Don’t voters care about foreign policy anymore?

“Has there been a serious exchange between any candidates—Tea Party, Republican, Vegetarian, Libertarian, Democrat—about what we should be doing with Iran?” asks Republican Sen. Lindsey Graham of South Carolina (who is not up for reelection this year). “Have you seen one commercial about whether our Afghan strategy is good or bad? We’re within days, literally, of a major shift in power in Washington,” Graham told an audience in the capital recently, “and you would never know that this nation is involved in two wars, and looming threats face us all that could change the course of humanity and mankind.” Graham seemed genuinely puzzled: “What I don’t understand is how in the world did this happen?”…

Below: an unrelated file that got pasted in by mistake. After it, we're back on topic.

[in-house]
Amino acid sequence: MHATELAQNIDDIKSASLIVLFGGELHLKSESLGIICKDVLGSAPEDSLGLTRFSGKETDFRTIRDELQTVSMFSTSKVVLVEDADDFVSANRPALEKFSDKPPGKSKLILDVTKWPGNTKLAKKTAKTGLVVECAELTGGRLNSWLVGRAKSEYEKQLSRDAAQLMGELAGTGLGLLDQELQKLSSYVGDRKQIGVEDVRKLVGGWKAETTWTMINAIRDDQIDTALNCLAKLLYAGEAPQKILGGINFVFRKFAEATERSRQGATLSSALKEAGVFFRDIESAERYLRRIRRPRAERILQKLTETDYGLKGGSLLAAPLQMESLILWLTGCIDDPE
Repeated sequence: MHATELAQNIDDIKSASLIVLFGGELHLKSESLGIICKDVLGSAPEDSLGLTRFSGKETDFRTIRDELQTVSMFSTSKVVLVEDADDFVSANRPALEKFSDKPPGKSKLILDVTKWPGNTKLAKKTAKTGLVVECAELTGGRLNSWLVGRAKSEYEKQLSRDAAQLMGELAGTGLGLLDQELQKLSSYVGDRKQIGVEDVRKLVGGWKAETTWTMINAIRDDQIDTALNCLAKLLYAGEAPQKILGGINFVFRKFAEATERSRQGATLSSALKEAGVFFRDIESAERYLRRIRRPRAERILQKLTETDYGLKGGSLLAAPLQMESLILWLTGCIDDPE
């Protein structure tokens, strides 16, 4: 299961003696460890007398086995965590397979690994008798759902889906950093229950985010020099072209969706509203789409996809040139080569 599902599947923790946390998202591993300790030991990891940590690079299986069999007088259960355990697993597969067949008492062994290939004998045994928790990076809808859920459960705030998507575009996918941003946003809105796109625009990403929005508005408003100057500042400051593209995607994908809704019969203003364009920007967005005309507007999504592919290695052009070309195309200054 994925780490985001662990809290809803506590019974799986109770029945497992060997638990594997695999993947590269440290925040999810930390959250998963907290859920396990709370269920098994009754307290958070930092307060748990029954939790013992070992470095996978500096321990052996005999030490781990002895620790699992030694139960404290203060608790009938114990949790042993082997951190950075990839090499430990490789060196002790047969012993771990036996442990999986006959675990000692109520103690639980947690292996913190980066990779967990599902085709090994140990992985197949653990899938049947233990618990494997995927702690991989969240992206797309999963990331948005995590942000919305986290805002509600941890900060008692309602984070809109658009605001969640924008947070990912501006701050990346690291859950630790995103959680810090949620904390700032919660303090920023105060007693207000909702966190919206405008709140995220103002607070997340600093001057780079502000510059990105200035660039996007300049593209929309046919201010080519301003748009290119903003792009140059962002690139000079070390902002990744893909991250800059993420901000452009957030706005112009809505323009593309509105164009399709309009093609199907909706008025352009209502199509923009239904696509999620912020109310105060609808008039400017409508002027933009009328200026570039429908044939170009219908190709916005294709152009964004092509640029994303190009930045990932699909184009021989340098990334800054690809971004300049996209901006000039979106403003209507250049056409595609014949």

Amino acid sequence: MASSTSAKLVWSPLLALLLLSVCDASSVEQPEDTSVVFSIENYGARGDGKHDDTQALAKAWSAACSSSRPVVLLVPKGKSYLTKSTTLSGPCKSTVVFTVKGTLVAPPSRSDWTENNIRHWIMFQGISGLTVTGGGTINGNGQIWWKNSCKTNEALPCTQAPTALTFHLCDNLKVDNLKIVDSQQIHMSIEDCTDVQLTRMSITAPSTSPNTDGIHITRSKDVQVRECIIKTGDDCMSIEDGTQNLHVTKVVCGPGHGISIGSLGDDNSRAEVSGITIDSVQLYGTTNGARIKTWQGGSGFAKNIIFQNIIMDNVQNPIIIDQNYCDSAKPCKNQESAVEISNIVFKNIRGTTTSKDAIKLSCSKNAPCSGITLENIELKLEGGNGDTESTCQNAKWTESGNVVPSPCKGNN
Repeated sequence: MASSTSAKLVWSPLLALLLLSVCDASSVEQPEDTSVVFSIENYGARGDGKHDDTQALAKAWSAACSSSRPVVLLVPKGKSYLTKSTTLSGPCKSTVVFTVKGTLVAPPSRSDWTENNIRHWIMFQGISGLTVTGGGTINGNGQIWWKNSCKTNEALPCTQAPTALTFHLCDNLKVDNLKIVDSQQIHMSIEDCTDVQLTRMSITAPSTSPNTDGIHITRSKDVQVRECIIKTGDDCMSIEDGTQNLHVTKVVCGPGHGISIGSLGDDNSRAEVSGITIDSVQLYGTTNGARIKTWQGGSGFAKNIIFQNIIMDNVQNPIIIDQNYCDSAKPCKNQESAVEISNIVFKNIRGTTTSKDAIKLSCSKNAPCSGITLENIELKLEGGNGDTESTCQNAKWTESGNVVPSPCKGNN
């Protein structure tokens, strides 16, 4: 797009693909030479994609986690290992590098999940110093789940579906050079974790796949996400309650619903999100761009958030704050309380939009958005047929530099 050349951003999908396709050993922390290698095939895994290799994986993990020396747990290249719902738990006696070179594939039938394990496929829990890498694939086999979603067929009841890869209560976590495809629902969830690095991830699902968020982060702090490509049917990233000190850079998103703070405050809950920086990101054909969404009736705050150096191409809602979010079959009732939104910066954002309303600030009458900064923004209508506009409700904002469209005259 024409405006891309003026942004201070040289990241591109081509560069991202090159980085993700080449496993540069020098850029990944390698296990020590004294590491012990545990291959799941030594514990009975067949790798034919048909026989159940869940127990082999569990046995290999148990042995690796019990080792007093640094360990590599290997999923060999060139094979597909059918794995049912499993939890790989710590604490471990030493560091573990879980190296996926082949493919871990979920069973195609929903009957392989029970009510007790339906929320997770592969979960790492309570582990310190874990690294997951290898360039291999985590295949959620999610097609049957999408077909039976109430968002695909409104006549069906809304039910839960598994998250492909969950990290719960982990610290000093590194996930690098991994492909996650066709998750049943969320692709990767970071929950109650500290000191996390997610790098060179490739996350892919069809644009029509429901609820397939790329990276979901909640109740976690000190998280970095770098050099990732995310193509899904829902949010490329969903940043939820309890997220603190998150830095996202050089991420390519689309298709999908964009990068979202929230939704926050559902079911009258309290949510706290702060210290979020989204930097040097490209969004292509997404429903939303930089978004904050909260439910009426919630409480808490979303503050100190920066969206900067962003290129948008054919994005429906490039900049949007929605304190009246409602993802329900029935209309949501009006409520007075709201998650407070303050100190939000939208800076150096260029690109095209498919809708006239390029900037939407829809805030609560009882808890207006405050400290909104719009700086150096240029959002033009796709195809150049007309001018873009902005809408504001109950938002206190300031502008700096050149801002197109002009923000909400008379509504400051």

The general apathy in America is, in all too many cases, joined to willful ignorance. At a time when rage is rampant and rationality in retreat, when, as Sharon Begley wrote in these pages a few weeks ago, “for many angry voters, expert consensus on anything from climate change to economic policy is reason enough to reject it,” nobody wants to hear from policy wonks (including the president) about the damnably complicated business of foreign affairs. In the discourse of the campaigns, “overseas” is where jobs are sent by cynical businessmen, or allowed to go by hapless incumbents. Or both. In the meantime, immigrants—illegal immigrants—are coming into the United States by the millions, it’s said, to take those jobs that are already in such short supply. In this campaign season, the whole world can be boiled down to “them” and “us,” and “they” don’t have a voice or a vote.